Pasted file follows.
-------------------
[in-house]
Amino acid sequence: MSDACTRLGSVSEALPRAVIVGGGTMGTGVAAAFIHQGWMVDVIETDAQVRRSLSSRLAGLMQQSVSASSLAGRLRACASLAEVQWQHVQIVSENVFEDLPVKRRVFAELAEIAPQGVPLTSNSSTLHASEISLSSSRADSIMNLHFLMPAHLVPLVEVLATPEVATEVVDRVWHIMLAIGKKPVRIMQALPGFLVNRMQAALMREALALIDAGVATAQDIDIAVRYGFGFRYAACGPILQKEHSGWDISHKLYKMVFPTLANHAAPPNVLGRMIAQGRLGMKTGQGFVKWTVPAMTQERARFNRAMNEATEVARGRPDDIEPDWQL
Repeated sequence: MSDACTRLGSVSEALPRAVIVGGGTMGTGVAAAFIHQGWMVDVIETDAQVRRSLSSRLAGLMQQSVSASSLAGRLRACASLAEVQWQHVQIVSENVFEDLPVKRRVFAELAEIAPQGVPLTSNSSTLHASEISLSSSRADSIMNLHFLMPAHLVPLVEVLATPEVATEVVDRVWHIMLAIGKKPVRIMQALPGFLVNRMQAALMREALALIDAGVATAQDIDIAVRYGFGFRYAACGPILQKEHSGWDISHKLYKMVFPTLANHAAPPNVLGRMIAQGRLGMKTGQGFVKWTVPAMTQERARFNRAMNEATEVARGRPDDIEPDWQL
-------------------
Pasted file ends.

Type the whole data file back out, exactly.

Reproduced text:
[in-house]
Amino acid sequence: MSDACTRLGSVSEALPRAVIVGGGTMGTGVAAAFIHQGWMVDVIETDAQVRRSLSSRLAGLMQQSVSASSLAGRLRACASLAEVQWQHVQIVSENVFEDLPVKRRVFAELAEIAPQGVPLTSNSSTLHASEISLSSSRADSIMNLHFLMPAHLVPLVEVLATPEVATEVVDRVWHIMLAIGKKPVRIMQALPGFLVNRMQAALMREALALIDAGVATAQDIDIAVRYGFGFRYAACGPILQKEHSGWDISHKLYKMVFPTLANHAAPPNVLGRMIAQGRLGMKTGQGFVKWTVPAMTQERARFNRAMNEATEVARGRPDDIEPDWQL
Repeated sequence: MSDACTRLGSVSEALPRAVIVGGGTMGTGVAAAFIHQGWMVDVIETDAQVRRSLSSRLAGLMQQSVSASSLAGRLRACASLAEVQWQHVQIVSENVFEDLPVKRRVFAELAEIAPQGVPLTSNSSTLHASEISLSSSRADSIMNLHFLMPAHLVPLVEVLATPEVATEVVDRVWHIMLAIGKKPVRIMQALPGFLVNRMQAALMREALALIDAGVATAQDIDIAVRYGFGFRYAACGPILQKEHSGWDISHKLYKMVFPTLANHAAPPNVLGRMIAQGRLGMKTGQGFVKWTVPAMTQERARFNRAMNEATEVARGRPDDIEPDWQL